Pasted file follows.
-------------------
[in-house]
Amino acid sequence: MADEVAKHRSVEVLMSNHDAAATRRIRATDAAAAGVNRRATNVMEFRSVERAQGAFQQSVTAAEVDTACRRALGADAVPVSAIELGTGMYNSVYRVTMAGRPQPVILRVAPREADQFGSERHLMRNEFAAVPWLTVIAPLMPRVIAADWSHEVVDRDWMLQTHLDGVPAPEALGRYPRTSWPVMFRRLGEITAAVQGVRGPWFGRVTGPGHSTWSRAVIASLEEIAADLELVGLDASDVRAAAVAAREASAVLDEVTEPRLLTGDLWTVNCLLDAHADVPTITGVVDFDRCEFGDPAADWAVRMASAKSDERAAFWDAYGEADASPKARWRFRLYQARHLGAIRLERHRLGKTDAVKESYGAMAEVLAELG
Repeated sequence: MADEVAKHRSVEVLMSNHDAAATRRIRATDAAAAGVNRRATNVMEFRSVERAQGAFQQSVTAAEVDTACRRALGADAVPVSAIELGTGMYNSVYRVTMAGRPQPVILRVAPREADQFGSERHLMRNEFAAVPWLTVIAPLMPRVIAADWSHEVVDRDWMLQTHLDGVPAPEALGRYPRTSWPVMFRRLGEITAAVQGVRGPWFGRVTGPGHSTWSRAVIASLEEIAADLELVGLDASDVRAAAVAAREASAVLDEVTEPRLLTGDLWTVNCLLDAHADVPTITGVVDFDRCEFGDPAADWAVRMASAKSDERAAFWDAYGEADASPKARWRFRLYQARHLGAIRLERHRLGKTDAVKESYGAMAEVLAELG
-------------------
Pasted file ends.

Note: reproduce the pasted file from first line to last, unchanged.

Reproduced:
[in-house]
Amino acid sequence: MADEVAKHRSVEVLMSNHDAAATRRIRATDAAAAGVNRRATNVMEFRSVERAQGAFQQSVTAAEVDTACRRALGADAVPVSAIELGTGMYNSVYRVTMAGRPQPVILRVAPREADQFGSERHLMRNEFAAVPWLTVIAPLMPRVIAADWSHEVVDRDWMLQTHLDGVPAPEALGRYPRTSWPVMFRRLGEITAAVQGVRGPWFGRVTGPGHSTWSRAVIASLEEIAADLELVGLDASDVRAAAVAAREASAVLDEVTEPRLLTGDLWTVNCLLDAHADVPTITGVVDFDRCEFGDPAADWAVRMASAKSDERAAFWDAYGEADASPKARWRFRLYQARHLGAIRLERHRLGKTDAVKESYGAMAEVLAELG
Repeated sequence: MADEVAKHRSVEVLMSNHDAAATRRIRATDAAAAGVNRRATNVMEFRSVERAQGAFQQSVTAAEVDTACRRALGADAVPVSAIELGTGMYNSVYRVTMAGRPQPVILRVAPREADQFGSERHLMRNEFAAVPWLTVIAPLMPRVIAADWSHEVVDRDWMLQTHLDGVPAPEALGRYPRTSWPVMFRRLGEITAAVQGVRGPWFGRVTGPGHSTWSRAVIASLEEIAADLELVGLDASDVRAAAVAAREASAVLDEVTEPRLLTGDLWTVNCLLDAHADVPTITGVVDFDRCEFGDPAADWAVRMASAKSDERAAFWDAYGEADASPKARWRFRLYQARHLGAIRLERHRLGKTDAVKESYGAMAEVLAELG